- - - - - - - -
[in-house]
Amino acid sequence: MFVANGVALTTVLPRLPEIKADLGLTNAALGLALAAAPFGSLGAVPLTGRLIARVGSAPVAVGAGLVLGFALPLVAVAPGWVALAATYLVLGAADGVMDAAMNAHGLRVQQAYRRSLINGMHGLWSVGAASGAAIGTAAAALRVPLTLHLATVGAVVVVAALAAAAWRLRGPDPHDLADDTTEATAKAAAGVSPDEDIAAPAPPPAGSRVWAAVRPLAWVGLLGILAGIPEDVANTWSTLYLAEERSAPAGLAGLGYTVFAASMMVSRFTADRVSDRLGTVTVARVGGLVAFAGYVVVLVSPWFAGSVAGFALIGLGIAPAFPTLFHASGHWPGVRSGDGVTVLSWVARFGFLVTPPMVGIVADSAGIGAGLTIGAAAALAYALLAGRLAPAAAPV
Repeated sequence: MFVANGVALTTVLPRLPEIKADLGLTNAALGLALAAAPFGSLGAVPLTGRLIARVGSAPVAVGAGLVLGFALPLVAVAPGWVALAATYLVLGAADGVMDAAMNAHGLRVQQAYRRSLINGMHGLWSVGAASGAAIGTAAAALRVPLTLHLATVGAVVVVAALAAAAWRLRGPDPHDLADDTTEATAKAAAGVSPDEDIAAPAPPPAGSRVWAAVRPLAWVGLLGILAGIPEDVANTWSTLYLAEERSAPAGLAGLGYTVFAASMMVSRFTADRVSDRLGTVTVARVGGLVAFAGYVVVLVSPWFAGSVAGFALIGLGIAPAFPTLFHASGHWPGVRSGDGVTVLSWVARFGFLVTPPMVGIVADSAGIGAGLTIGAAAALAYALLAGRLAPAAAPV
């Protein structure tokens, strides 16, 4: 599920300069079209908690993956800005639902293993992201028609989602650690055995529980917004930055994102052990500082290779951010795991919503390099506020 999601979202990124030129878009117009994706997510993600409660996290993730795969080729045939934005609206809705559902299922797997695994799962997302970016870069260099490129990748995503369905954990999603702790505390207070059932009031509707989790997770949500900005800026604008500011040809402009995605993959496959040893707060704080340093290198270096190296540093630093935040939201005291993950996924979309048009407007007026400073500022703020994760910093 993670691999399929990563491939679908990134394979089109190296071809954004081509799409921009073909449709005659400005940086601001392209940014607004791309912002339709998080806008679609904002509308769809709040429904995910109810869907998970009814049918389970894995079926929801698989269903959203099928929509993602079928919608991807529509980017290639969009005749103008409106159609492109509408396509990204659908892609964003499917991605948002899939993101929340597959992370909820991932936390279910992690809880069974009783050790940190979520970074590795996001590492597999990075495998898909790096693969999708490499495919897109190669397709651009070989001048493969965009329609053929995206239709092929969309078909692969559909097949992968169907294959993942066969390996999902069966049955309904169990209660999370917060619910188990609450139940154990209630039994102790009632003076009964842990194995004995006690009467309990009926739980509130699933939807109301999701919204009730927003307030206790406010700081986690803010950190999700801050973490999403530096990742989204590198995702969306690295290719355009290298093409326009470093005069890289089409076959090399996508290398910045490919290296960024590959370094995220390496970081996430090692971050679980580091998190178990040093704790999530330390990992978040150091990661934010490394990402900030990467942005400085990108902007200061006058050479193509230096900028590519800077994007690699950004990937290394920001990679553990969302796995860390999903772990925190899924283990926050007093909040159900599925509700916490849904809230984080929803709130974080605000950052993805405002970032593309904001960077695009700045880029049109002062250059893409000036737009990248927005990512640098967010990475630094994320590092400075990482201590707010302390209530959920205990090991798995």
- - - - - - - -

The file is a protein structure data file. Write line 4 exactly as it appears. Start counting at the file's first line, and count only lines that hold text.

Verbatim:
């Protein structure tokens, strides 16, 4: 599920300069079209908690993956800005639902293993992201028609989602650690055995529980917004930055994102052990500082290779951010795991919503390099506020 999601979202990124030129878009117009994706997510993600409660996290993730795969080729045939934005609206809705559902299922797997695994799962997302970016870069260099490129990748995503369905954990999603702790505390207070059932009031509707989790997770949500900005800026604008500011040809402009995605993959496959040893707060704080340093290198270096190296540093630093935040939201005291993950996924979309048009407007007026400073500022703020994760910093 993670691999399929990563491939679908990134394979089109190296071809954004081509799409921009073909449709005659400005940086601001392209940014607004791309912002339709998080806008679609904002509308769809709040429904995910109810869907998970009814049918389970894995079926929801698989269903959203099928929509993602079928919608991807529509980017290639969009005749103008409106159609492109509408396509990204659908892609964003499917991605948002899939993101929340597959992370909820991932936390279910992690809880069974009783050790940190979520970074590795996001590492597999990075495998898909790096693969999708490499495919897109190669397709651009070989001048493969965009329609053929995206239709092929969309078909692969559909097949992968169907294959993942066969390996999902069966049955309904169990209660999370917060619910188990609450139940154990209630039994102790009632003076009964842990194995004995006690009467309990009926739980509130699933939807109301999701919204009730927003307030206790406010700081986690803010950190999700801050973490999403530096990742989204590198995702969306690295290719355009290298093409326009470093005069890289089409076959090399996508290398910045490919290296960024590959370094995220390496970081996430090692971050679980580091998190178990040093704790999530330390990992978040150091990661934010490394990402900030990467942005400085990108902007200061006058050479193509230096900028590519800077994007690699950004990937290394920001990679553990969302796995860390999903772990925190899924283990926050007093909040159900599925509700916490849904809230984080929803709130974080605000950052993805405002970032593309904001960077695009700045880029049109002062250059893409000036737009990248927005990512640098967010990475630094994320590092400075990482201590707010302390209530959920205990090991798995």